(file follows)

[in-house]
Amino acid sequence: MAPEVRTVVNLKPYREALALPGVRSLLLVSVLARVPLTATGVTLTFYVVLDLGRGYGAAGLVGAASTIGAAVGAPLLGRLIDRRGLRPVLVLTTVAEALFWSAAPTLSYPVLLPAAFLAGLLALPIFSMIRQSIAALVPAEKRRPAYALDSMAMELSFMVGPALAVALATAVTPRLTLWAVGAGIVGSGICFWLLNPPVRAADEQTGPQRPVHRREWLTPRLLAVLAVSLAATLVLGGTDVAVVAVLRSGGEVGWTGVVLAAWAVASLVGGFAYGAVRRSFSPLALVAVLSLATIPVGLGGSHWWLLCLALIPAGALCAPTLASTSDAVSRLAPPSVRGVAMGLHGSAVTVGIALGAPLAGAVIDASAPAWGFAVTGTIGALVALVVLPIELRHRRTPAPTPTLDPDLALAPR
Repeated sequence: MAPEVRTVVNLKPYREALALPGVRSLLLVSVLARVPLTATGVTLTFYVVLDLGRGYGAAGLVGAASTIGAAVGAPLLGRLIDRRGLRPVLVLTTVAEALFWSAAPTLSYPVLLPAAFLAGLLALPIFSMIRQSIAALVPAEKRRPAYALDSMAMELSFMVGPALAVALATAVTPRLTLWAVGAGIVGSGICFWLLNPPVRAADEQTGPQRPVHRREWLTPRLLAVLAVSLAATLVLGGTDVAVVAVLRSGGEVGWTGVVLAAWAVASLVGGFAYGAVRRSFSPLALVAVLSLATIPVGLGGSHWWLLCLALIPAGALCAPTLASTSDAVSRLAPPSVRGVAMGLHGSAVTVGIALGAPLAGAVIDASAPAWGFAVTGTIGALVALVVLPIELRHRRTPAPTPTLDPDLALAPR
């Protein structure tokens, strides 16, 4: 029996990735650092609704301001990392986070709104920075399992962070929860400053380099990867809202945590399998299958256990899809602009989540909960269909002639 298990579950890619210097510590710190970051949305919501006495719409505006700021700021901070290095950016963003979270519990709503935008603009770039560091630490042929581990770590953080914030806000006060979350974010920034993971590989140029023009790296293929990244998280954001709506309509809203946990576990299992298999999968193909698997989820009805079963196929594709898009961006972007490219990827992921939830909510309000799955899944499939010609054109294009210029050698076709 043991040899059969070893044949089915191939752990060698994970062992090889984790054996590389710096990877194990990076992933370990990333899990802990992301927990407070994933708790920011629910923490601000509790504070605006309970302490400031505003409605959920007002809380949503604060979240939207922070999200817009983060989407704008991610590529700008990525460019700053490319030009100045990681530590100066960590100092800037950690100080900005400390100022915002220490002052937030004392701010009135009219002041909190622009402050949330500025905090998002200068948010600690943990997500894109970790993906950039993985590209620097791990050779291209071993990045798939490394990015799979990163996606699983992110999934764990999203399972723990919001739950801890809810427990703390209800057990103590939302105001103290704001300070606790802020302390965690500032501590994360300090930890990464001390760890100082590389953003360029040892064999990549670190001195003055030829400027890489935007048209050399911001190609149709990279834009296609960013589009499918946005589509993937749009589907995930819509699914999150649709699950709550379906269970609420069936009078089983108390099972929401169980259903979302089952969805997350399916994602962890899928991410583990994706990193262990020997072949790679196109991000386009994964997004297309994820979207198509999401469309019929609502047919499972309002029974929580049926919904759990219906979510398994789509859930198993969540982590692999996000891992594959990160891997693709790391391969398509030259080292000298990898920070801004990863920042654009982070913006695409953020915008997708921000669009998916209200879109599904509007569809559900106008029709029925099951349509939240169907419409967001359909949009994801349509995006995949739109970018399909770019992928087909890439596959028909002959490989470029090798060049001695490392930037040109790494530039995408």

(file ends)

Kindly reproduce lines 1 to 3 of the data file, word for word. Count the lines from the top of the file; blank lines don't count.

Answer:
[in-house]
Amino acid sequence: MAPEVRTVVNLKPYREALALPGVRSLLLVSVLARVPLTATGVTLTFYVVLDLGRGYGAAGLVGAASTIGAAVGAPLLGRLIDRRGLRPVLVLTTVAEALFWSAAPTLSYPVLLPAAFLAGLLALPIFSMIRQSIAALVPAEKRRPAYALDSMAMELSFMVGPALAVALATAVTPRLTLWAVGAGIVGSGICFWLLNPPVRAADEQTGPQRPVHRREWLTPRLLAVLAVSLAATLVLGGTDVAVVAVLRSGGEVGWTGVVLAAWAVASLVGGFAYGAVRRSFSPLALVAVLSLATIPVGLGGSHWWLLCLALIPAGALCAPTLASTSDAVSRLAPPSVRGVAMGLHGSAVTVGIALGAPLAGAVIDASAPAWGFAVTGTIGALVALVVLPIELRHRRTPAPTPTLDPDLALAPR
Repeated sequence: MAPEVRTVVNLKPYREALALPGVRSLLLVSVLARVPLTATGVTLTFYVVLDLGRGYGAAGLVGAASTIGAAVGAPLLGRLIDRRGLRPVLVLTTVAEALFWSAAPTLSYPVLLPAAFLAGLLALPIFSMIRQSIAALVPAEKRRPAYALDSMAMELSFMVGPALAVALATAVTPRLTLWAVGAGIVGSGICFWLLNPPVRAADEQTGPQRPVHRREWLTPRLLAVLAVSLAATLVLGGTDVAVVAVLRSGGEVGWTGVVLAAWAVASLVGGFAYGAVRRSFSPLALVAVLSLATIPVGLGGSHWWLLCLALIPAGALCAPTLASTSDAVSRLAPPSVRGVAMGLHGSAVTVGIALGAPLAGAVIDASAPAWGFAVTGTIGALVALVVLPIELRHRRTPAPTPTLDPDLALAPR